that it is just about the spot where we had the skirmish with the natives. There are several very respectable persons settled near it, and there is now a party of soldiers stationed there. Since I wrote the first part of this, two vessels have arrived from Van Diemen's Land, with provision, which has caused a most beneficial effect on prices;—other ships are expected soon, so that we shall have plenty; but it is evident that, until the colony is able to produce something substantial for its support, we must depend on contingencies and have a fluctuating market. That it will succeed ultimately, I have not the least doubt; but we shall have two or three years of hard struggling to contend with. The servants I brought with me are all happy, contented, and healthy, and it must be my care to keep them so. As to myself, with the exception of several scrapes, cuts and bruises on my hands from dragging, carrying, and other works (for I have not spared myself), I never was in better health—thanks to the beneficent Giver of it. I have not as yet suffered any difficulty or privation, which I think worthy of mentioning. I hope to get all my luggage and articles to Perth on Monday; paying £5 for taking one boat-load so far, and I must then push them over the flats.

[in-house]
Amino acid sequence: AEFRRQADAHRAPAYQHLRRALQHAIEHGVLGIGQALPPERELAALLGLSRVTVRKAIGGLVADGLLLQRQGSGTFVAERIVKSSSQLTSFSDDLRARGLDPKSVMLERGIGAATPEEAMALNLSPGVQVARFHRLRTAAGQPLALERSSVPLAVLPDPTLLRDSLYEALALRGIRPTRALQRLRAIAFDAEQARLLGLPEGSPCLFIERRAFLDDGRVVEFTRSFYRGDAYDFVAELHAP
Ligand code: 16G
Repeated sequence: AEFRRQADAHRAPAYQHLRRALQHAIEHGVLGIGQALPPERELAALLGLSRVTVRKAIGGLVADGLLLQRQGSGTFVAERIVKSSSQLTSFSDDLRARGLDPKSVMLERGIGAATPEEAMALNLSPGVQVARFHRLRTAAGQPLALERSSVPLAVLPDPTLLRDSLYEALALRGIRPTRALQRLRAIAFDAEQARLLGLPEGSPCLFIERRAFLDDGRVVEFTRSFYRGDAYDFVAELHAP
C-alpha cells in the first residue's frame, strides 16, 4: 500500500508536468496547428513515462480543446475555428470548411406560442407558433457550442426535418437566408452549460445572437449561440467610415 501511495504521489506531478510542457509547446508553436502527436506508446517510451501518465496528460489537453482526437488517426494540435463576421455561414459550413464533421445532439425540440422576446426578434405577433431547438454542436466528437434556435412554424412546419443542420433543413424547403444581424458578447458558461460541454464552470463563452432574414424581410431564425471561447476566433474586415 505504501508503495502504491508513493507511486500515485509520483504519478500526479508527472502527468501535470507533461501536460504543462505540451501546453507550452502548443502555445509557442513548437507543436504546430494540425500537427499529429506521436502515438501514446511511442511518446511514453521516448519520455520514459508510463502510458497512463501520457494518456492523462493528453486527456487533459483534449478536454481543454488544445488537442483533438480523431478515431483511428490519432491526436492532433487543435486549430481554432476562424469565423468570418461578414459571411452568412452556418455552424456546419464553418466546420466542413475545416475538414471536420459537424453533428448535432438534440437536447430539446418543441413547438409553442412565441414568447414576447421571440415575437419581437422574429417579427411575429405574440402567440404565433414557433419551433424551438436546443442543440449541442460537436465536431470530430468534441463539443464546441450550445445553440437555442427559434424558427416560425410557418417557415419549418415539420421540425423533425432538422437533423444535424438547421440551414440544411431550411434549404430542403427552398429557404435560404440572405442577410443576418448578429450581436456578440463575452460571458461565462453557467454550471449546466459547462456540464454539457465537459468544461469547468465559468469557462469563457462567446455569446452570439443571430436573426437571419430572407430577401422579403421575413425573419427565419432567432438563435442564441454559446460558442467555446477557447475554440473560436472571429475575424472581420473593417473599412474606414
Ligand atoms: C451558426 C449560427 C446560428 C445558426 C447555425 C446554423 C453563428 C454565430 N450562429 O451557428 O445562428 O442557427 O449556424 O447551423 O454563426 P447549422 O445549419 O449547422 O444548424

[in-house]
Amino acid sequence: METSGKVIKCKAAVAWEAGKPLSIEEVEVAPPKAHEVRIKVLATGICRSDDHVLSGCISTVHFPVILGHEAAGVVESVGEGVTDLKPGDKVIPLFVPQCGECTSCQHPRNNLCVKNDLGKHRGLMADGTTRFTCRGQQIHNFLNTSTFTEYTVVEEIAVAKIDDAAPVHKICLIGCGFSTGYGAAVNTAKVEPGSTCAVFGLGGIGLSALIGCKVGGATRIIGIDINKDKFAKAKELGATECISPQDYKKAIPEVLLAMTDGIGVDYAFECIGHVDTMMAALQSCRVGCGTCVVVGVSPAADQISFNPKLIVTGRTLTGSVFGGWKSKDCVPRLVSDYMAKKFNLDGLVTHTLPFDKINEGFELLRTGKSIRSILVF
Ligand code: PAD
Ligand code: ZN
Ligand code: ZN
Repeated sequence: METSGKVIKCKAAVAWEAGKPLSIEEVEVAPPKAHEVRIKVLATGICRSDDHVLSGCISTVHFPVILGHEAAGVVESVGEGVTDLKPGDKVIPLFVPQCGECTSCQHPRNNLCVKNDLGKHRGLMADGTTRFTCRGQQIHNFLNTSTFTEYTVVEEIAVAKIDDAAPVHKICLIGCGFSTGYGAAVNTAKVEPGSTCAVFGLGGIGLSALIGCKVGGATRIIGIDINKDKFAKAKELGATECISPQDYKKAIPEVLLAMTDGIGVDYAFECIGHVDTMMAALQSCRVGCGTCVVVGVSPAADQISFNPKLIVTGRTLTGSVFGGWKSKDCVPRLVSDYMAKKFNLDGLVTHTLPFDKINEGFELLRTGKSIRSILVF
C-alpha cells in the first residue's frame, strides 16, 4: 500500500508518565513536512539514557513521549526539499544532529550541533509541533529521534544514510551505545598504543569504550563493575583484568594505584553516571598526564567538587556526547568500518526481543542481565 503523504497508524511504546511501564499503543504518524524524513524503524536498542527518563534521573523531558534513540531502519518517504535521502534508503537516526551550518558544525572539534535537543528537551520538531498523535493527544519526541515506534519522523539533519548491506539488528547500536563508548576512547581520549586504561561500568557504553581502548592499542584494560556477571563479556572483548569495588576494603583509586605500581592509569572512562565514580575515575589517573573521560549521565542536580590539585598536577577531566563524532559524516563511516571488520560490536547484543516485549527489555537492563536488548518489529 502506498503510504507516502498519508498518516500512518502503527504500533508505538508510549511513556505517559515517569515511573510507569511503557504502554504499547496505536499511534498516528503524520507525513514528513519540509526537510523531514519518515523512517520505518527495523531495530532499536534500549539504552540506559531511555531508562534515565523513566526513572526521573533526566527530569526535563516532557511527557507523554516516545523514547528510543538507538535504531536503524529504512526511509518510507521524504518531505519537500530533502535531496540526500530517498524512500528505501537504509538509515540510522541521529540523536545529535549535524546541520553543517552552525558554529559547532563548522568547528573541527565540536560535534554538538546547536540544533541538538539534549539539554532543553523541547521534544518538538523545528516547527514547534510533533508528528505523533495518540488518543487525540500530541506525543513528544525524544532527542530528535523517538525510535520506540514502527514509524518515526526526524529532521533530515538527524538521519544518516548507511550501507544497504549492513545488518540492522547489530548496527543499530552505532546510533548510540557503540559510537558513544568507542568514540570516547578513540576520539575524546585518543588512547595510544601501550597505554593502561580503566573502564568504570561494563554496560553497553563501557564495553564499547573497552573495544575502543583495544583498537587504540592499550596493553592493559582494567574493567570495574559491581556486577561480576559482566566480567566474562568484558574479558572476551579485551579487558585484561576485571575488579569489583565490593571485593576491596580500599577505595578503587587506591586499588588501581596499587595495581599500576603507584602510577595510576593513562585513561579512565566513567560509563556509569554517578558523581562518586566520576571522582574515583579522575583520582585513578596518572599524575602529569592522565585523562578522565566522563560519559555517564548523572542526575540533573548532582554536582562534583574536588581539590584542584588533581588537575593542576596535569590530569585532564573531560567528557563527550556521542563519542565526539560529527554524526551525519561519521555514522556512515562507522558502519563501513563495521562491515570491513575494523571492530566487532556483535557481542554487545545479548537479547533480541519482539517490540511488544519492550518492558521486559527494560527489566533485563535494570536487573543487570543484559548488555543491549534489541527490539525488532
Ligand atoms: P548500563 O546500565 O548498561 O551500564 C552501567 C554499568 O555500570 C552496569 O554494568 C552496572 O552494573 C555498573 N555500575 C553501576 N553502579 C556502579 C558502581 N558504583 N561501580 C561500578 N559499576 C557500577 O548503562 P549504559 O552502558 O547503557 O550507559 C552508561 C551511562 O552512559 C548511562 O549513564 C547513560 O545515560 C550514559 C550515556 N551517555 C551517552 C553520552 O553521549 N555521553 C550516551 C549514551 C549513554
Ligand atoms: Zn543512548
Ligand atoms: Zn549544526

I have endeavoured (without regard to the connexion of my sentences, which I have not time to reduce into order) to give you my first impressions, neither disguising nor overlooking any thing,—so far as it goes, good and bad, you may depend upon the accuracy of my report. When leisure and and time may permit, I shall write more satisfactorily.